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Thread: Usefulness of BIAs (business improvement areas)

  1. #1
    Member
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    Jan 2006
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    Toronto, Ontario
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    Usefulness of BIAs (business improvement areas)

    I learned about BIAs through my job last summer with an employment agency and was wondering what people's thoughts were on their usefulness, as a lot of what they do seems to be pretty meaningless aesthetic stuff that does little to actually improve a communities attractiveness to potential shoppers, businesses and real estate investors.

    Note that I'm from Toronto, where BIA's originated. We now have 64 BIAs.
    Here's a site with some info on them for anyone unfamiliar to look over:
    http://www.toronto-bia.com/bias/index.php

    Actually, I think that if they all had websites that were linked through sites that are already popular and if the main bia site that I linked were actually advertised to the general public through tv or billboard ads, that would do a lot more to improve business in these areas than any of the actual street level stuff going on. I think what those involved in BIAs fail to realize is that the power of the internet and multimedia advertising are much greater than the power of a nicely planned streetscape and well-kept storefronts and facades.

    In my job, others told me that the BIAs do very little to actually help economic development in the area, though they do serve as a political force nonetheless and do get some very small things done.

    Anyway, I want to know what the rest of you think, and would like to hear about BIAs outside Toronto.

  2. #2
    Cyburbian Wildono's avatar
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    Aug 2006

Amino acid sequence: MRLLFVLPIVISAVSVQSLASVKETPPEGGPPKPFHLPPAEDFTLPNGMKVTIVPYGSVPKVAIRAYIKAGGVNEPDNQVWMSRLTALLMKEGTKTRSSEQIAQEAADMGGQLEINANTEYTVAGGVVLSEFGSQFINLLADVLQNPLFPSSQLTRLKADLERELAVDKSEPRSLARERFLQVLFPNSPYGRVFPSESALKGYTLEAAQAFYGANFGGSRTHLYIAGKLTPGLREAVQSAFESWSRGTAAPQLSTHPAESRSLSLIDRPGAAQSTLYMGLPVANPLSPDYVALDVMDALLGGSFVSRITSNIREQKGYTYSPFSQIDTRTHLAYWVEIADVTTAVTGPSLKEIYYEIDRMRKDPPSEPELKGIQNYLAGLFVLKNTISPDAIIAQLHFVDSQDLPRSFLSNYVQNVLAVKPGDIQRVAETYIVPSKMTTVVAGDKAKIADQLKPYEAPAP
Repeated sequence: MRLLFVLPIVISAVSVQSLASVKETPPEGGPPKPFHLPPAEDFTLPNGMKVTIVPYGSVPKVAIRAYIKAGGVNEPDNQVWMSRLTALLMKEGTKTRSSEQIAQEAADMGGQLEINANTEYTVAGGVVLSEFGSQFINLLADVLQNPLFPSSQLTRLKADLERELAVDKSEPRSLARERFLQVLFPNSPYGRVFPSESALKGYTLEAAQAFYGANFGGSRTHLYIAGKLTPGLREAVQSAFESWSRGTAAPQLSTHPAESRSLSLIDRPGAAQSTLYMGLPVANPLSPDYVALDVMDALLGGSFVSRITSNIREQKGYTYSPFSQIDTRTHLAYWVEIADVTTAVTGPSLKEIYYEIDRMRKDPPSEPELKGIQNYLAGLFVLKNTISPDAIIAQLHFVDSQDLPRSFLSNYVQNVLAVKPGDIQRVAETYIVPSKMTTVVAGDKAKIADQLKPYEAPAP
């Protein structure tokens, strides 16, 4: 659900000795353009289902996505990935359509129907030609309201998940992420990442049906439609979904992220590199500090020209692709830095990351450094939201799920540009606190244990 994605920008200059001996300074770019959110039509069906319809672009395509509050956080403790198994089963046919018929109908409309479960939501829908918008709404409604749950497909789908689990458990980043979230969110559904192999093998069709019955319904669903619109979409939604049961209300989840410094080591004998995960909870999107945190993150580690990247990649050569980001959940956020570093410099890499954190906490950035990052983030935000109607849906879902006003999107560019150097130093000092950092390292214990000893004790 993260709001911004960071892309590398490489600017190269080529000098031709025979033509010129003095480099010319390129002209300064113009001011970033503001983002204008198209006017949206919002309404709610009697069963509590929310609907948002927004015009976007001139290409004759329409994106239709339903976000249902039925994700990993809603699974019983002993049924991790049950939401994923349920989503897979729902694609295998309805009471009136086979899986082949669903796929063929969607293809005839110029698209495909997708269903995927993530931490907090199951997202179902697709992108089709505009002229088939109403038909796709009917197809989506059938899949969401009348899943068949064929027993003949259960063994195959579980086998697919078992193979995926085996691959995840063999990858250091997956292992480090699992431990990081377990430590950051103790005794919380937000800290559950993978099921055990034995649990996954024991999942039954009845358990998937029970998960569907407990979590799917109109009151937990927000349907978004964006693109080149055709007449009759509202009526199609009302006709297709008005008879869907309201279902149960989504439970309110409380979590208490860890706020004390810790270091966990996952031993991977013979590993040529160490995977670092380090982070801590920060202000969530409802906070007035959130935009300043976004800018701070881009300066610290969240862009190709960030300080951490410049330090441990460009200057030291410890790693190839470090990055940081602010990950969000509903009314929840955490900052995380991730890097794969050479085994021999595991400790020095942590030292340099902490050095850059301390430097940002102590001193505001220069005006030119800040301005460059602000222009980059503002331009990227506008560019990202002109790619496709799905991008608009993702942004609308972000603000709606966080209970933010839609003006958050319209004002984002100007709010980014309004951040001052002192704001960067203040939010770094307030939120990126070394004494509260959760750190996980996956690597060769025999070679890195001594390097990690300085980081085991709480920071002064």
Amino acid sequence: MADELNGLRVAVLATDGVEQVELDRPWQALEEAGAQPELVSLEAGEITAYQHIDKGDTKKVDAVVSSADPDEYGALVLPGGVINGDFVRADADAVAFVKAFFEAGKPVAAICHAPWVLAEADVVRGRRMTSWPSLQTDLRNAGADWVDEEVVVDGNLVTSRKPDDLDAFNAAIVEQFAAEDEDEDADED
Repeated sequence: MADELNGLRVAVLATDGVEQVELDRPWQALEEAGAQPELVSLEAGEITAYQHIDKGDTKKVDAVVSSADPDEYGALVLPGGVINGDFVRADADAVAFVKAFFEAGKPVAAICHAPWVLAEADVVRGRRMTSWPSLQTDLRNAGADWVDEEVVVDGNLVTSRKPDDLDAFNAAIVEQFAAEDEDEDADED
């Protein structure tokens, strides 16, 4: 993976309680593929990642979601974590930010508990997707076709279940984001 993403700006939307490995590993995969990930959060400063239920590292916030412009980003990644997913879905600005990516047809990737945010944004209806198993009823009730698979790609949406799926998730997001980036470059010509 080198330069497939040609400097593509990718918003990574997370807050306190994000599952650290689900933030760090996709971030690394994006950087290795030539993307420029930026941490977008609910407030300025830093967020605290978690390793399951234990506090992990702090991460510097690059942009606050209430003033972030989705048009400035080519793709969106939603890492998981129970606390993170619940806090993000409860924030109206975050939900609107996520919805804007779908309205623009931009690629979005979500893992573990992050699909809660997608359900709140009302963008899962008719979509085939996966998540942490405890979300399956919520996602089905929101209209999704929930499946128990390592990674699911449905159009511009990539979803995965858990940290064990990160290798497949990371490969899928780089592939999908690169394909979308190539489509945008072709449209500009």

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    Running with the Proverbial Dark Lord
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    Depends on WHO and HOW

    From what I've read, BIAs/BIDs can do quite a bit to improve the financial health of a business district. But BIAs require (literal) upfront buy in from the existing merchants. The business community in my work jurisdiction is too competitive and fractured when it comes to bottom line issues. In my estimation, BIAs are like Main Street Programs with revenue-generation capacity, and accountability to the represented merchants. The Main Street approach has been shown to work well generally, and it is much more than aesthetics. Organizing/networking local businesses, economic development strategies, and advert/marketing are also part of the picture - that are often part of successful BIAs.

    Aesthetics cannot be overlooked as an important factor in generating potential customer interest outside of low-income markets. However, if you're dealing with a niche market that generates high revenues for businesses and landlords amidst a sloppy and haphazard landscape that includes cig and beer posters covering windows, etc., I'd still focus on other Main Street points that better organize and market the strengths of your business community.